Ahead of the European Anti-Trafficking Day, which is celebrated on October 18, Child Rights Centre and Atina have launched a digital Prevention Platform intended for children and youth aged 12-18, called “How to protect yourself from human trafficking”. It was created as a result of several months of work on the project “Awareness Raising Campaign on Trafficking in Children in the Republic of Serbia”, which is implemented with the financial support of the European Union and the Council of Europe, within their joint programme “Horizontal Facility for the Western Balkans and Turkey 2019- 2022”. The main idea and goal of the platform are for young people, who are at an increased risk of becoming victims of human trafficking, to be directly informed on how to recognise these risks and how to protect themselves.
In Serbia, as well as in other Western Balkan countries as well, children and young people make up the majority of identified victims of trafficking. This year, by the end of August, a total of 32 victims of human trafficking have been identified in Serbia, according to official data from the Centre for the Protection of Trafficking Victims, which operates within the Ministry of Labor, Employment, Social and Veteran Affairs. Out of that number, there were 9 minor victims all of whom were girls. Four of them were victims of sexual exploitation, 2 of labour exploitation, 2 were forced into marriage, and one was forced to commit criminal offences. We find similar statistics in other countries of the Western Balkans, and it is eloquently shown in the latest infographic of the Council of Europe, citing that in these countries 66% of identified victims of human trafficking are children.
The platform contains answers to the most important questions about human trafficking: how to recognise a trafficker or a victim, what every young person can do in such a situation, i.e. how to recognise and whom to report suspicion of human trafficking, and also the importance of the Council of Europe Convention on Action against Trafficking in Human Beings – an umbrella document and a universal guideline in the protection of trafficking victims. The Platform also contains instructions on how to protect yourself from human trafficking, and how to overcome the prejudices that accompany this problem. There is also a knowledge quiz on the basis of which high school youth can check their knowledge in this area.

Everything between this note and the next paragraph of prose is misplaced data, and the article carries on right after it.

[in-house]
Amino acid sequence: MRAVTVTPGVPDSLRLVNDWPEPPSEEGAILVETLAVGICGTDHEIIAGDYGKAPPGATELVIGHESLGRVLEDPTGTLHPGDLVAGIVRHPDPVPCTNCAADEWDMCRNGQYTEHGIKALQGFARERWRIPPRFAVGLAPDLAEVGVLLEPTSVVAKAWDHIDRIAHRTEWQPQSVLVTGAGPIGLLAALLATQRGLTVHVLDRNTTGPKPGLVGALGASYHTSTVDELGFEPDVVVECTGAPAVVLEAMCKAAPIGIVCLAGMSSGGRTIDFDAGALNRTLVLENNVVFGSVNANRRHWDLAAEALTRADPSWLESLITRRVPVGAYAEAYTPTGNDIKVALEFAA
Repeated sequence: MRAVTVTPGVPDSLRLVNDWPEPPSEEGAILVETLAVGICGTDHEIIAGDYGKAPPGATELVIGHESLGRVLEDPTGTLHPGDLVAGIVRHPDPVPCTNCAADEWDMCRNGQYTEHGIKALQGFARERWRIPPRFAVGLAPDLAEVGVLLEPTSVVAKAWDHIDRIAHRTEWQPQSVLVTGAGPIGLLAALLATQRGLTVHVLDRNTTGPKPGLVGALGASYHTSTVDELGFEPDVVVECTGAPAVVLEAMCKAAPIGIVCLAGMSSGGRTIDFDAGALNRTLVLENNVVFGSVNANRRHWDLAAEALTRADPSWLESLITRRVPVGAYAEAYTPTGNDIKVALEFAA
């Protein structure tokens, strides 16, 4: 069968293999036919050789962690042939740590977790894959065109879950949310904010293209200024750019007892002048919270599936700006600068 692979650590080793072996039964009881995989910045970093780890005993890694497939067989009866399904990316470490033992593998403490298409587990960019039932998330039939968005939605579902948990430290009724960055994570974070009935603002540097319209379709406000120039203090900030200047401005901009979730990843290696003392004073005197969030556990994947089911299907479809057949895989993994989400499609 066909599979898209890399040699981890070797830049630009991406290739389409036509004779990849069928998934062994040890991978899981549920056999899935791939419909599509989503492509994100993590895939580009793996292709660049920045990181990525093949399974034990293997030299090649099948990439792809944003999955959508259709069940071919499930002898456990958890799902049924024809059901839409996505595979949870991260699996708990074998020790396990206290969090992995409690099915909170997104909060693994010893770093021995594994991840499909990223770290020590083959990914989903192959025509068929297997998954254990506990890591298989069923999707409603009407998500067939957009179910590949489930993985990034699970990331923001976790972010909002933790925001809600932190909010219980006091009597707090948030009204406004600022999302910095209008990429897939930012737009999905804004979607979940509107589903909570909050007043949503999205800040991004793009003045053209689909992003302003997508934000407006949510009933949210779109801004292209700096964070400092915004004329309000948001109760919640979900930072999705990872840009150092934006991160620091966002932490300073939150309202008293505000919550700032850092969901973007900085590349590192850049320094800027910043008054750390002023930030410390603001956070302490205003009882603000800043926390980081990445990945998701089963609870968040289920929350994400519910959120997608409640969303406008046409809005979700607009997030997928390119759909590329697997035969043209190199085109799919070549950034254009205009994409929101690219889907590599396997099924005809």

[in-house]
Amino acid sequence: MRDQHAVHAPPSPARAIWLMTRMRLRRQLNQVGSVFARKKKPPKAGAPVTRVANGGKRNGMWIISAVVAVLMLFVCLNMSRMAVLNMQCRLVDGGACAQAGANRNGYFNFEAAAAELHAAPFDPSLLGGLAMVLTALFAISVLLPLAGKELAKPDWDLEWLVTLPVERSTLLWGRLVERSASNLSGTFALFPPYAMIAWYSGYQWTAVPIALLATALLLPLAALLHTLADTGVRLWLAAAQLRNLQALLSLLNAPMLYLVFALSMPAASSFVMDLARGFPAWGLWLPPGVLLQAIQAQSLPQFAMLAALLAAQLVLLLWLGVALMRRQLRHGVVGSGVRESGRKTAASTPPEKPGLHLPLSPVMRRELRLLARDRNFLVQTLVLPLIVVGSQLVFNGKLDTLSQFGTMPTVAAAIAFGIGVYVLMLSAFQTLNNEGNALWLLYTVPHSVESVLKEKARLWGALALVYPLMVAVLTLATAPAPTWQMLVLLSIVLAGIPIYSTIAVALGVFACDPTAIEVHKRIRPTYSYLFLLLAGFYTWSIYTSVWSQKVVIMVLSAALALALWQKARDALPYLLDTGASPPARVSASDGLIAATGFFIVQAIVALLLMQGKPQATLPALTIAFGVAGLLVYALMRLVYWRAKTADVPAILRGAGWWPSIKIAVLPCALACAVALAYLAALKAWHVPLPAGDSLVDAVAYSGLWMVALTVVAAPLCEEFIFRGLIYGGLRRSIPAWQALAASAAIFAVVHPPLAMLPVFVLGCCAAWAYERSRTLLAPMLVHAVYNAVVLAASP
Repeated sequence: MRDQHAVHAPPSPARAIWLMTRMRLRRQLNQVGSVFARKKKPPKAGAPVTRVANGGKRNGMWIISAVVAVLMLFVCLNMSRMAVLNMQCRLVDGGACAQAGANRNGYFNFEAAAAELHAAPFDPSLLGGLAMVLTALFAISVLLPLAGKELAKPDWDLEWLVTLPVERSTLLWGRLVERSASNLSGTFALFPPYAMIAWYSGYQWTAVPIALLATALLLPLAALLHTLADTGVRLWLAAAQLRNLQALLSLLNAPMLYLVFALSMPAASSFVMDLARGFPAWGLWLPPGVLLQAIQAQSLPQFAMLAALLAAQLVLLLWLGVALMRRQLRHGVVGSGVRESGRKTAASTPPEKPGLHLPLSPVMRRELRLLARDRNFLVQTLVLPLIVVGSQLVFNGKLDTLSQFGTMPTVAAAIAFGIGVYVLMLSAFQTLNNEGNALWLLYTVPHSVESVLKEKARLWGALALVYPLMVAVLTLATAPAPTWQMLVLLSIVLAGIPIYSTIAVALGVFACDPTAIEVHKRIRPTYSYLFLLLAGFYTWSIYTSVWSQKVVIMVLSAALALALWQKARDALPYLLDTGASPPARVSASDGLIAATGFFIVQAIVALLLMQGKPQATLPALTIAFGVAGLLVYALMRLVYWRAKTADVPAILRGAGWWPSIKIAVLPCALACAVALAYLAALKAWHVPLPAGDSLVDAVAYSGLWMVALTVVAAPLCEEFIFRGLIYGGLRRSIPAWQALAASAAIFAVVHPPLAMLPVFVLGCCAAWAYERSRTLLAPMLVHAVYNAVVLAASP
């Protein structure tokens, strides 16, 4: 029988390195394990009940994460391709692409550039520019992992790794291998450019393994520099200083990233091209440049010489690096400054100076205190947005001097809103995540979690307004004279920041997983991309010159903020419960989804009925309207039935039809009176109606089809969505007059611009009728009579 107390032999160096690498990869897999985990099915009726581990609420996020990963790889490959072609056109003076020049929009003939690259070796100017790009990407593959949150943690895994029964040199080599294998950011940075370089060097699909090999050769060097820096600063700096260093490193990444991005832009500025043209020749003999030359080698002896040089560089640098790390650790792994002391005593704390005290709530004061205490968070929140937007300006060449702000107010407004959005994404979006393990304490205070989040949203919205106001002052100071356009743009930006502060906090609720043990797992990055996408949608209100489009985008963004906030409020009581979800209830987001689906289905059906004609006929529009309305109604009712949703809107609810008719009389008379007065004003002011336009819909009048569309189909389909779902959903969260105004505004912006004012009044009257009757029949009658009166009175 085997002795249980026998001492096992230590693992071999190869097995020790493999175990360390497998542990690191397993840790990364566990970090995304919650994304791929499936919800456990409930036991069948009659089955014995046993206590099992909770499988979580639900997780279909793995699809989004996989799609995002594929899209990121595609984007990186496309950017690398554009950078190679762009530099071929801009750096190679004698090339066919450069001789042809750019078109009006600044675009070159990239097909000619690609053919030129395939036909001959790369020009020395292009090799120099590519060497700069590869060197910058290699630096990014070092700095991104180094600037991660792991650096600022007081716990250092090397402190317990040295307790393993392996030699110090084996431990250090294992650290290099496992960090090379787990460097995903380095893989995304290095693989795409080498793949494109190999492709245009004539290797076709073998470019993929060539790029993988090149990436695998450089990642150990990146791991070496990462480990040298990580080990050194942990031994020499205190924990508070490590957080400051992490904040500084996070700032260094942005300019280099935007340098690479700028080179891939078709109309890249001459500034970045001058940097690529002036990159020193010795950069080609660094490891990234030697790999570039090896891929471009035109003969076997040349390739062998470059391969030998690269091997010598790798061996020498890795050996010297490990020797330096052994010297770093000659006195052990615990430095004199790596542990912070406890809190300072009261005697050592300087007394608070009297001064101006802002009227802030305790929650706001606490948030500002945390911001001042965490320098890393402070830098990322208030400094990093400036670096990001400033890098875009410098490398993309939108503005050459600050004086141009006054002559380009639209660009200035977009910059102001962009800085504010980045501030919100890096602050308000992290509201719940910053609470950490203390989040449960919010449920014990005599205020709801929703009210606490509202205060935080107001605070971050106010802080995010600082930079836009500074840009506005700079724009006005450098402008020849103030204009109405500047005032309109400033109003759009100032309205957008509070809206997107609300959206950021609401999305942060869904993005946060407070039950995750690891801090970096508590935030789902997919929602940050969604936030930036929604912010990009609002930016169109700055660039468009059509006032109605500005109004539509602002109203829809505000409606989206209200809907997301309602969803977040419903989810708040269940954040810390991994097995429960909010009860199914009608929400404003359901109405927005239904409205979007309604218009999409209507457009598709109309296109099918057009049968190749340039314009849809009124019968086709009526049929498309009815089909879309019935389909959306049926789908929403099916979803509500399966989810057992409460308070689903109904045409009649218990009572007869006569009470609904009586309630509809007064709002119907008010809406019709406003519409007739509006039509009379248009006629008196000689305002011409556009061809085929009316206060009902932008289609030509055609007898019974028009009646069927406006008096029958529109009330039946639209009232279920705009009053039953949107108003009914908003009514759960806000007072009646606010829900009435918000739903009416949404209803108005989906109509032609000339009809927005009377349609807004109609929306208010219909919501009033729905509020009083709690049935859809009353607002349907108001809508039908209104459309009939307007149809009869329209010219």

On the occasion of the European Anti-Trafficking Day, Child Rights Centre and Atins, want to point out the importance of preserving the integrity, reputation and dignity of the child’s personality, as well as protection of rights and best interests of the child victim, and they remind that children who suffered violence must never be left without timely, adequate, criminal legal, family and social protection from violence and must be protected from secondary victimisation. Child Rights Centre and Atina also remind professionals in Serbia who work with and for children, that they are obliged to continuously review their actions, fully implement existing legislation, and enable children victims of trafficking to recover from trauma as painlessly as possible and to achieve successful and functional reintegration.
The Council of Europe Convention on Action against Trafficking in Human Beings, which opened for signature in Warsaw in May 2005, represents one of the most important international documents regulating this area. The Convention aims to prevent human trafficking, protect the victims and prosecute perpetrators, and applies equally to all victims of human trafficking, all forms of exploitation, and all forms of human trafficking.
The European Anti-Trafficking Day was established by the Council of Europe in 2005, with the aim to raise awareness of the importance of full implementation of the Council of Europe Convention on Action against Trafficking in Human Beings. The aim of marking this date is to inform the public and disseminate information, knowledge and best practices in the field of combating trafficking and protecting the victims among various actors at local, national, regional and wider European levels.
Source: Child Rights Centre